Saturday 5 October, 09.00-10.15
Why thinking differently about the economy is essential to delivering high quality universal services and a Green New Deal? - Gower Initiative for Modern Money Studies
Over the last few decades there has been a fundamental shift in the way we talk about the public sector. Instead of looking at how to best address the climate crisis, provide essential universal services and tackle poverty and inequality political debate centres first and foremost on the question of how government will pay for it. Changing this debate about our economy requires a better understanding of how money works so that we can address the big challenges we face.
Ethical investing: How can I make my money matter, fight climate change and generate a return?
Ethex and Energise Africa
Are you looking at ways you can help tackle the biggest challenges facing society today?
Are you thinking about saving and investing to protect people and the planet?
Are you struggling to know where to start and how to get involved?Does the financial jargon and legalese really put you off?
The event will provide an overview of the different types of ethical opportunities that exist, provide recommendations on some great resources to improve your understanding and demonstrate how small money can make a big impact.
Saturday 5 October, 13.30-14.45
Remain Reform Revolt: what next for UK and the EU?
Another Europe is Possible
Brexit is melting our politics and poisoning our society. An unelected Prime Minister has shut down parliament because it disagrees with him, and unless something changes, we will crash out without a deal in a few weeks' time. But there is plenty of hope.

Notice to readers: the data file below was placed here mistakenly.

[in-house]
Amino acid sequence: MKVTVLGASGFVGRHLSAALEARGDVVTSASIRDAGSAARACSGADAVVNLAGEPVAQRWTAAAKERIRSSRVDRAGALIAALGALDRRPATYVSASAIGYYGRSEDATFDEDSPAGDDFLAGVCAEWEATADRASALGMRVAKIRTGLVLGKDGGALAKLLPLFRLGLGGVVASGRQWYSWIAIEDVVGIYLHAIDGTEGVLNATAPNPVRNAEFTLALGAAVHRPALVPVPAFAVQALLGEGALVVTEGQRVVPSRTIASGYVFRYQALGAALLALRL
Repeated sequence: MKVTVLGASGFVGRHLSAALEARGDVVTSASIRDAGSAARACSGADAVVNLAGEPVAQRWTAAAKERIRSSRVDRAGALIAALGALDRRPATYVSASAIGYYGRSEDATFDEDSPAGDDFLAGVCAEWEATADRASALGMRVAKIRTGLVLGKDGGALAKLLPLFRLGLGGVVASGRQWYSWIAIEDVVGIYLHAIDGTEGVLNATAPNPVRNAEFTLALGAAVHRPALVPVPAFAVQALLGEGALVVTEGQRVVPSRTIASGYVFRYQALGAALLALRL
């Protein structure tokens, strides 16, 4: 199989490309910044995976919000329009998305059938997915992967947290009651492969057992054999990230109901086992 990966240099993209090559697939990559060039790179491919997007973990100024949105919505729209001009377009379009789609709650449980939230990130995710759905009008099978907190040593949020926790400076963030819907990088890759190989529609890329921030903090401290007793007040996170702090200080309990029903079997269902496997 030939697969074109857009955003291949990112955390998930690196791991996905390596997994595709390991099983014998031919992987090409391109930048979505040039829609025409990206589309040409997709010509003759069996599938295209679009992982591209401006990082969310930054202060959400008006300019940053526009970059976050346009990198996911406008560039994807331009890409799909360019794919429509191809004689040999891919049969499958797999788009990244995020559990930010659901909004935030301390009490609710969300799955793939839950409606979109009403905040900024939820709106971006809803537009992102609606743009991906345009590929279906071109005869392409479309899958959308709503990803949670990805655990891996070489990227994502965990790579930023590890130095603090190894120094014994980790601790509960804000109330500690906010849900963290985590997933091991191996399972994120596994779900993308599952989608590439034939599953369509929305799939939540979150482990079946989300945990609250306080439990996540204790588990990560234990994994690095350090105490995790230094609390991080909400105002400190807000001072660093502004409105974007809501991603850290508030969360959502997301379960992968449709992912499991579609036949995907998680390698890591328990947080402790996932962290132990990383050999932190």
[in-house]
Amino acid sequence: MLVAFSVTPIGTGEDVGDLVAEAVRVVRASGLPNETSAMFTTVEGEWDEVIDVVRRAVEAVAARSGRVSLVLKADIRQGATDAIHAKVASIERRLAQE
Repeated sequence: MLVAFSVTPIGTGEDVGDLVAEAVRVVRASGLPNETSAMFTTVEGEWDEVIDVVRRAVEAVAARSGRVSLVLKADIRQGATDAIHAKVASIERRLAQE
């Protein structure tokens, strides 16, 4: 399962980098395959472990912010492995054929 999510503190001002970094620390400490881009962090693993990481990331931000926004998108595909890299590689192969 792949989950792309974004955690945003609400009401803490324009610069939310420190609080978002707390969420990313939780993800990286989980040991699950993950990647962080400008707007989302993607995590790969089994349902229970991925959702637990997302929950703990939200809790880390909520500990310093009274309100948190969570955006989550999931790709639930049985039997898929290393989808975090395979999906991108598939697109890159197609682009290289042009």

Greens have supported the UK's membership to the EU for decades, and since the referendum have been key players in the fight against Brexit. What is our role now? How can we link up with the wider progressive left? What message will we take onto the doorstep? Join Another Europe is Possible for a discussion featuring prominent speakers from inside and outside the party.
Saturday 5 October, 15.00-16.15
Toxic testing – why fundamental reforms are needed now
National Education Union
From next year, primary school pupils will face baseline assessment in reception and high stakes standardised tests in years 1, 2, 4 and 6. The National Education Union is campaigning to end toxic testing in England’s schools. We think that the assessment system is broken and it’s time to say enough is enough. Join us at our fringe meeting where we will debate whether there is too much testing in our schools and what an alternative education system would look like.
Plant proteins: crops and trees - how British Farming could play a vital part in tackling the Climate Emergency - The Vegan Society and Greens for Animal Protection
The Green Party has committed to actively promote an immediate transition from diets dominated by meat and other animal products to increasingly plant-based diets, and accepts that we need reformed approaches to farming. This fringe will consider how repurposing land can help to solve the climate emergency and enhance biodiversity; the opportunities and challenges that farmers will face in undertaking this transition; and what policies can support a transformation of our food and farming system. Chair: Karen Varga, Greens for Animal Protection
Speakers: Louise Davies, The Vegan Society; Oliver Dowding, Green Party; Dr Helen Harwatt, Harvard University; Molly Scott Cato MEP; Nick Saltmarsh, Hodmedod Ltd.; John Davis, Greens for Animal Protection
Leading Locally: Making a Green New Deal happen where we are